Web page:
“I have no emotions, I actually don’t know what to feel. I don’t know if I should be scared of the unknown or happy that it’s over.. it’s hard to describe. I feel no anxiety at all now. Twelve months ago, I was very anxious but as time went on.. I guess I just stopped caring and felt hopeless. I guess you just “strap yourself in and go for the ride.” I know that I did something wrong and I know that there are consequences. What those are, I guess I can’t feel any emotion until I know what the punishment is. If that makes sense.”
Hutchison’s sense of emptiness is also reflected in his social isolation offline. His housemates at the time of the raid no longer speak to him, and with one exception, almost all his other friends have also withdrawn from him.
‘Everytime I would organize something to do – whether it’s going for a drive, movies, dinner etc.. they were always busy. So I kinda put two and two together,” Hutchison tells DataBreaches.net.
Hutchison’s future remains in doubt. The incitement charge can result in 5 years in jail while the laser pointer-related charge could result in 2 years. Whether they would run consecutively or concurrently, or whether the prosecution might agree to a reduced sentence – or even community service and probation – remains to be seen. While the Indonesian hackers’ attacks on government sites did interrupt government services, Hutchison’s naiveté and his good intentions – plus his lack of criminal record and the fact that he was only 20 at the time of the incident – might result in some leniency by the court.
Even if the court should grant him community service and probation, though, Hutchison says he’ll have a record as a convicted felon.
FreeAnons.org, a collective that supports arrested or jailed members of Anonymous, has been offering Hutchison emotional support and hopes that the court will be lenient. They provided DataBreaches.net with the following statement:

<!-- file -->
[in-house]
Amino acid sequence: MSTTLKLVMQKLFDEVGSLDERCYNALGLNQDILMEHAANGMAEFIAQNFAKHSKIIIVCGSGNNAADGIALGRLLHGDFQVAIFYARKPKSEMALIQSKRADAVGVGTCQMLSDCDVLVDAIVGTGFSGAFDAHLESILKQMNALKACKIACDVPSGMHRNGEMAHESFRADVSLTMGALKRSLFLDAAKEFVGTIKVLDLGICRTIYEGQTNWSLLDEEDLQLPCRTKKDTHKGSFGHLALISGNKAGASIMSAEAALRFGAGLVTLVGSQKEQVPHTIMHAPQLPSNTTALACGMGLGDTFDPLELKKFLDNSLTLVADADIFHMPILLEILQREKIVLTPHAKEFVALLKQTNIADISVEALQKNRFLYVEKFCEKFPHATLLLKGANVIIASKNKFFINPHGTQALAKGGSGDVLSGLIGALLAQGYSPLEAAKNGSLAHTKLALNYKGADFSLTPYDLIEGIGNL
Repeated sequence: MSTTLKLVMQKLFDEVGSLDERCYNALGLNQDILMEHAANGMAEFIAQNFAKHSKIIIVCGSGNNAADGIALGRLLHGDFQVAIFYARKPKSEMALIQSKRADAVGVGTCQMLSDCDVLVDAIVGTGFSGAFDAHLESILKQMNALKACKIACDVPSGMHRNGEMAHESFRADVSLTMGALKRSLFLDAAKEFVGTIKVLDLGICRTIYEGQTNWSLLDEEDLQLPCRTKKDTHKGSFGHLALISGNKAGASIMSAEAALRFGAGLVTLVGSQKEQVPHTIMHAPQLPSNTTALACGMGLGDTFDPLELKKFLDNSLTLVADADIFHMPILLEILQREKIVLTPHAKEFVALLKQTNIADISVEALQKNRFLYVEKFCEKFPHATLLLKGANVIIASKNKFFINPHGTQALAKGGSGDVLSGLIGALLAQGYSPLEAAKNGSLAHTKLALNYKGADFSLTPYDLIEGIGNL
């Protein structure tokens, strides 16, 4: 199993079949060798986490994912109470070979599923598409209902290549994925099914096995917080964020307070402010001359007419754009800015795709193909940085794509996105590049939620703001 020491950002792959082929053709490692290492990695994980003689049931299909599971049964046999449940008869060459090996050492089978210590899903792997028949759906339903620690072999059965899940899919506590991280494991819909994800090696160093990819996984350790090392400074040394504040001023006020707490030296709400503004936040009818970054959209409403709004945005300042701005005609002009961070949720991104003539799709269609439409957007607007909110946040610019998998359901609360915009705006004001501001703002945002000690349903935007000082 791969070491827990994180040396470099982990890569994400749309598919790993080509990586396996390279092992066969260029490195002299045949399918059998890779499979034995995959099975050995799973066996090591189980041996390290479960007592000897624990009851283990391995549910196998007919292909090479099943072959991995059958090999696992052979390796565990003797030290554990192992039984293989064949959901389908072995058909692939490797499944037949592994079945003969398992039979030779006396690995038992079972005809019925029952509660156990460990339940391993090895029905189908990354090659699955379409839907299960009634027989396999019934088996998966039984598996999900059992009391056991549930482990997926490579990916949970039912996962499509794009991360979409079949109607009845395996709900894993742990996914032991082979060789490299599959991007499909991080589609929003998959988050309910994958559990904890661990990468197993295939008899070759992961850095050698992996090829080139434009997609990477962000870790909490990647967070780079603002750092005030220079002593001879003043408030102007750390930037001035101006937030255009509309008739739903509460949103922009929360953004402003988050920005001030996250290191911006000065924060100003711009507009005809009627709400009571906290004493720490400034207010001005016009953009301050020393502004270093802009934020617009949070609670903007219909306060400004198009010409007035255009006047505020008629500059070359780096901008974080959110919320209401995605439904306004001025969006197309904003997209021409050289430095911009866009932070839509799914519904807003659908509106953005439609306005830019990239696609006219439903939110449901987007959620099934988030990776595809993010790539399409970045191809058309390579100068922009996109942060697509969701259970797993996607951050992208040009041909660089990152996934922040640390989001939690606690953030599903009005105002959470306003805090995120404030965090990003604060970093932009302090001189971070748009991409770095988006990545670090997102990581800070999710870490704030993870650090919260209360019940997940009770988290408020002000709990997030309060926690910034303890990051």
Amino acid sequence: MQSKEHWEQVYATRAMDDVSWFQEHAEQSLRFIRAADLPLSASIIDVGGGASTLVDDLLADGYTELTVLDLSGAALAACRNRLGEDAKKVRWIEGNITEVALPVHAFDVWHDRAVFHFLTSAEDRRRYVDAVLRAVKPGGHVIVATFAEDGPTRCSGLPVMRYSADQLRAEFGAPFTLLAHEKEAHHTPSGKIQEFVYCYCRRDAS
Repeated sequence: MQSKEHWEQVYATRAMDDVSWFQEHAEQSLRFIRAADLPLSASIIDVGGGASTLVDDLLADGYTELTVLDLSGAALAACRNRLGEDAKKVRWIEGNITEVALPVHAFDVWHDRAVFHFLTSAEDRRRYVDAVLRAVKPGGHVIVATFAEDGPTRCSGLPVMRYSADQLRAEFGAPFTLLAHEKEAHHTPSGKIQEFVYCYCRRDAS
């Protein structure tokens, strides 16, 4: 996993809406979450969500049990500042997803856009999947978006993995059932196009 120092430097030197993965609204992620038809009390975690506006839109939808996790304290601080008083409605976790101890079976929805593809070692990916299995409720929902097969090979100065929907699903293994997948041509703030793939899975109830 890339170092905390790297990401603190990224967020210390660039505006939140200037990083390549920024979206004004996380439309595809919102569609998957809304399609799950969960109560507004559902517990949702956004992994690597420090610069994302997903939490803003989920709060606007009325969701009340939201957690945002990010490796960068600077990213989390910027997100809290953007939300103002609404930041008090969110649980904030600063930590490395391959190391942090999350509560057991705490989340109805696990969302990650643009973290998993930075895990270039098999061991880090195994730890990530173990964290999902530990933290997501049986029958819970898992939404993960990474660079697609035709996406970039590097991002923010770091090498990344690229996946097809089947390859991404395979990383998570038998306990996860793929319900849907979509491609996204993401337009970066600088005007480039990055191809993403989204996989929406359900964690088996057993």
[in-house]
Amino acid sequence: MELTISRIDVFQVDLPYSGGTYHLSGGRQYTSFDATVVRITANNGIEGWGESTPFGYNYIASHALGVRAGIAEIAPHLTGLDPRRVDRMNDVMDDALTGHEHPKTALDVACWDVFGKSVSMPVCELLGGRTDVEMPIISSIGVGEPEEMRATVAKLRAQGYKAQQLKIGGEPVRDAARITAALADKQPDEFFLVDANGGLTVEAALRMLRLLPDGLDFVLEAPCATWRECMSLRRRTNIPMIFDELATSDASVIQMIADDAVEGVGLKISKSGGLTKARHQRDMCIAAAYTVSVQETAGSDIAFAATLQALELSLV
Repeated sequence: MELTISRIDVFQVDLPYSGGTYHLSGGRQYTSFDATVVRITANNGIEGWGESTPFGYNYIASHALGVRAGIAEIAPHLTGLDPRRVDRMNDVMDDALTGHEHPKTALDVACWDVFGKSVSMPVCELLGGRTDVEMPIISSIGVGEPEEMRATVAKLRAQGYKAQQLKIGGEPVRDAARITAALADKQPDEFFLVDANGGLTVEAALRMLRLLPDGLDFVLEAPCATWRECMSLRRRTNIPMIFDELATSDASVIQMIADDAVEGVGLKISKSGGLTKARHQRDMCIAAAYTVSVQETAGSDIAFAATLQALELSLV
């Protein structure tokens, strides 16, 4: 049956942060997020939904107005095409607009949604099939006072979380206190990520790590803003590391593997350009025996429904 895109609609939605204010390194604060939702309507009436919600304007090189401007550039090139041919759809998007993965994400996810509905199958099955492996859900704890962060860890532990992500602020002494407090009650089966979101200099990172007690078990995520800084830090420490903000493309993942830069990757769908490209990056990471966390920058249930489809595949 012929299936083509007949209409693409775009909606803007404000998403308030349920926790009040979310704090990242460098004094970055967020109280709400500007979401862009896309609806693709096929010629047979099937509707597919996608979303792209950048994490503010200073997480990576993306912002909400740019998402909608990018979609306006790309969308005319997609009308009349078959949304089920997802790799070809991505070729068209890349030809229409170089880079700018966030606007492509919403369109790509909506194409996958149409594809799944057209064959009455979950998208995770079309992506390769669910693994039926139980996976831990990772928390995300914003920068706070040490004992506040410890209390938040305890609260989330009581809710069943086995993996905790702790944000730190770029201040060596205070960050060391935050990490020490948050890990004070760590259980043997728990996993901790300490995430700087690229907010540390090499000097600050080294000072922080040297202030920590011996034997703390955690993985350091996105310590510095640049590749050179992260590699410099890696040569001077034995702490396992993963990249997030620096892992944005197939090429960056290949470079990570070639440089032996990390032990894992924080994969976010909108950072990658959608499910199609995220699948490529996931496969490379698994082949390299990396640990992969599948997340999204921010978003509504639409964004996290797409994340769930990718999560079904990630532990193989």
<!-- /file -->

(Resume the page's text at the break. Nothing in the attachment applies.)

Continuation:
FreeAnons believes Mr. Hutchison has committed no crime at all with regard to charges leveled against him. The allegation is for the production of a YouTube video, which we view as a legitimate form of protest by anyone. How harshly should he be punished for a victimless crime of speaking truth to power? American law treats that as a probation only misdemeanor, which we view as excessive. FreeAnons stands in solidarity with all persecuted Anons who fight so hard for a better future.
According to the government prosecutors, however, this was not really a victimless crime, in part because the government was unable to issue traveler’s warnings during the time one of the sites was disrupted by the Indonesians’ attack. Because Hutchison had no idea what that agency even did, it was clearly not his intention to put people at risk.
Hutchison returns to County Court of Victoria in Melbourne on August 11. His case is scheduled to be heard at 9:30 am (that’s Monday, August 10, 7:30 pm EDT). He informs DataBreaches.net that he’s not sure whether he will be sentenced at that time.
Whatever happens, his family will be there for him. As Hutchison tells DataBreaches.net, they are supportive of him and recognize that sometimes, people can make big mistakes. He hopes the court will recognize that, too.
Update: Hutchison tweeted that his case has been moved to 10:30 am.